Chaufan et al., 2014; Jayasumana et al., 2014;
Myers et al., 2016)
It is no secret that each farmer has his own
recipe for mixing various brands of toxic
compounds into lethal cocktails for eradicating
pests. The term "pesticide" encompasses all
types of chemicals used to eradicate or control
pests and these include fungicides, herbicides,
insecticides, nematocides and rodenticides.
The use of pesticides is typically higher in food
crops such as fruits and vegetables because
consumers prefer them to appear unblemished
on retailer shelves. Undoubtedly, pesticides
have contributed to crop yield increases
globally. It is also acknowledged that weedicide
use decreases the levels of labour and energy
required for weeding. Unfortunately, chemical
use comes with a cost and Rachel Carson’s
classic book “Silent Spring” published in 1962
was among rst to ignite public concern about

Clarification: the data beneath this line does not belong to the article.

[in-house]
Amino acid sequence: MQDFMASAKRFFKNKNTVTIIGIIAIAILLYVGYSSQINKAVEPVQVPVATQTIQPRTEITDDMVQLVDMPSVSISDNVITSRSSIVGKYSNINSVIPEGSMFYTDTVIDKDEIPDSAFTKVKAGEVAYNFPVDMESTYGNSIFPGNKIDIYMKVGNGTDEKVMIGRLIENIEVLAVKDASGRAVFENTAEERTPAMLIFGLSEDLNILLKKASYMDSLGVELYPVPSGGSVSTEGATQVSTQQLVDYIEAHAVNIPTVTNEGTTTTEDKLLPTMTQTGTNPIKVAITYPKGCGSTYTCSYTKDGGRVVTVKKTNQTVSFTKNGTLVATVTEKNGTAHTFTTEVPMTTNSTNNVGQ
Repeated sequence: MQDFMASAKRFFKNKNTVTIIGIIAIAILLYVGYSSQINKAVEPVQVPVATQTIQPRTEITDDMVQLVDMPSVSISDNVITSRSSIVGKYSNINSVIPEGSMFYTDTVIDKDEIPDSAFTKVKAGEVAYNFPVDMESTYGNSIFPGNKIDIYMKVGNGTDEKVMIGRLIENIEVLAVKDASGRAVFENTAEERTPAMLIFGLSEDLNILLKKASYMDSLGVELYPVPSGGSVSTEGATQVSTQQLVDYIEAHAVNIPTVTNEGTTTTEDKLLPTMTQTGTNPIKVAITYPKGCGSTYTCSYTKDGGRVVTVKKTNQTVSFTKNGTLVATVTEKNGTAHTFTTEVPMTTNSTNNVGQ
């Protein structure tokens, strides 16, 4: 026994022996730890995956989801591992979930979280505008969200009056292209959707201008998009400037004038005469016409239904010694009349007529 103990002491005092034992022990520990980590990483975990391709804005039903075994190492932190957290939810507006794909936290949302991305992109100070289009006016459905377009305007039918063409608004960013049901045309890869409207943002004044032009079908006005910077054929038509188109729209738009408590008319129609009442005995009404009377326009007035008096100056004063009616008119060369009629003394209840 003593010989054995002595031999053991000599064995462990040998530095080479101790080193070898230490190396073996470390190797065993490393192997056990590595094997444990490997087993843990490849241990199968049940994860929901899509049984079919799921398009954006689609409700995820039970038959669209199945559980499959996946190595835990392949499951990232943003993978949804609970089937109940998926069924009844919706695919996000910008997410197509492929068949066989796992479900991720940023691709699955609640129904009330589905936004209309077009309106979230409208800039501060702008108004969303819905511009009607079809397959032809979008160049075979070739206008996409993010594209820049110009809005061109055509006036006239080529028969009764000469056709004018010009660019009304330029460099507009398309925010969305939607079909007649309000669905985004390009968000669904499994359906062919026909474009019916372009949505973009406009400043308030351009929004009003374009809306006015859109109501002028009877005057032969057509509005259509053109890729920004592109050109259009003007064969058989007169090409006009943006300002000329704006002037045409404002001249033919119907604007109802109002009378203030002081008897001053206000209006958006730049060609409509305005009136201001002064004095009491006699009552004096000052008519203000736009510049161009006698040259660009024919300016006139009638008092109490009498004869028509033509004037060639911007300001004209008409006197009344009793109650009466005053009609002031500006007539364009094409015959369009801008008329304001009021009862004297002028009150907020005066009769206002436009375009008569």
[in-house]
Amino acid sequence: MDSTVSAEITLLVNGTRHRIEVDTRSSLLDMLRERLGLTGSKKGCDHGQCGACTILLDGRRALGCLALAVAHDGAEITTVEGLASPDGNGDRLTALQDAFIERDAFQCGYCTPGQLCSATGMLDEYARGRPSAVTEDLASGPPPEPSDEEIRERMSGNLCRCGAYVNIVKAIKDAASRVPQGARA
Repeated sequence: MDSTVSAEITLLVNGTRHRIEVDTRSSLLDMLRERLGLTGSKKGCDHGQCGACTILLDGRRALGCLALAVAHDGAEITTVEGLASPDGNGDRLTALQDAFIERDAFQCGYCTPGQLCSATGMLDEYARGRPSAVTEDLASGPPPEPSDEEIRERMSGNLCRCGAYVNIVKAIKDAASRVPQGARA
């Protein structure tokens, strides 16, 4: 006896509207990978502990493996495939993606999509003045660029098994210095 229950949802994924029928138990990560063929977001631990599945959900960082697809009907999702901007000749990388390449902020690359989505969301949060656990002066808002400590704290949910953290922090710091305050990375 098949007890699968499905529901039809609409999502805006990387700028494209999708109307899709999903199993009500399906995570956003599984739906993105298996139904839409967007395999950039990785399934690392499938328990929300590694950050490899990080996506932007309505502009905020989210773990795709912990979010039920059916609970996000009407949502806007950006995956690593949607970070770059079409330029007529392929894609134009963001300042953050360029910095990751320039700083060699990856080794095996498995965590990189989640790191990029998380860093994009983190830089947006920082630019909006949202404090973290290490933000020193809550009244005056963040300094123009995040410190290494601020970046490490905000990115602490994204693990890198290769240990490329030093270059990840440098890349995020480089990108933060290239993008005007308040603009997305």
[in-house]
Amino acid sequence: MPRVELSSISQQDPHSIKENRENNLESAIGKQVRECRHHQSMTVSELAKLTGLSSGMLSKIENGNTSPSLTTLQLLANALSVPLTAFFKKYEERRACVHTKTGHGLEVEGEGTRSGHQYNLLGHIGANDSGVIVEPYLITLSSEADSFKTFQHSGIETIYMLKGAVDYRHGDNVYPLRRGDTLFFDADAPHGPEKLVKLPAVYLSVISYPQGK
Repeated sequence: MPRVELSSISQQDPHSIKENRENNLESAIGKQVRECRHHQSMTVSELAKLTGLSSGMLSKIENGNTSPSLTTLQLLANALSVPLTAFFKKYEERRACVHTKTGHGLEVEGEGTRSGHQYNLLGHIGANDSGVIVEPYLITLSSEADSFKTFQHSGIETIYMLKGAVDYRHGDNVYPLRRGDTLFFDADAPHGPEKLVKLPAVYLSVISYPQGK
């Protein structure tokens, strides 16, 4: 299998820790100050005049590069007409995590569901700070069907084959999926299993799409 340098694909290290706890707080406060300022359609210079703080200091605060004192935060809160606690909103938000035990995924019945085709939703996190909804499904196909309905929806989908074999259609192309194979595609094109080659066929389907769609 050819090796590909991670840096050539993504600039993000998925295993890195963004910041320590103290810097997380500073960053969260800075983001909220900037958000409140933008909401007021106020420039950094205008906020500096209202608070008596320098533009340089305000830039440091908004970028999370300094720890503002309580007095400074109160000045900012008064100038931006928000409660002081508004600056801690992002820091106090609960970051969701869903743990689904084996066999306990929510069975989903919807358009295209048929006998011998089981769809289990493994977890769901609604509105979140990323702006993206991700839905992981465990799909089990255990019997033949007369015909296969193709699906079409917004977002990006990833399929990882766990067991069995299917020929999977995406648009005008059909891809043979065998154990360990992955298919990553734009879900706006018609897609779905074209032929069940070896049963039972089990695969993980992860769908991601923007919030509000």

the consequences of pesticide application.
A retired biologist who used to work for the
US Fish and Wildlife Service, Carson detailed
how pesticide DDT “silenced” sh, birds, plants
and the human population in an undisclosed
American town by entering the food chain
and remaining toxic even after it was diluted
by rainwater in the environment. DDT or
dichlorodiphenyltrichloroethane was rst
synthesized by Paul Hermann Müller in 1939
who won the Nobel Prize in 1948 for this work.
It was meant to be applied by soldiers on the skin
during WWII to control lice. After the war, DDT
was marketed as a pesticide. As lawsuits and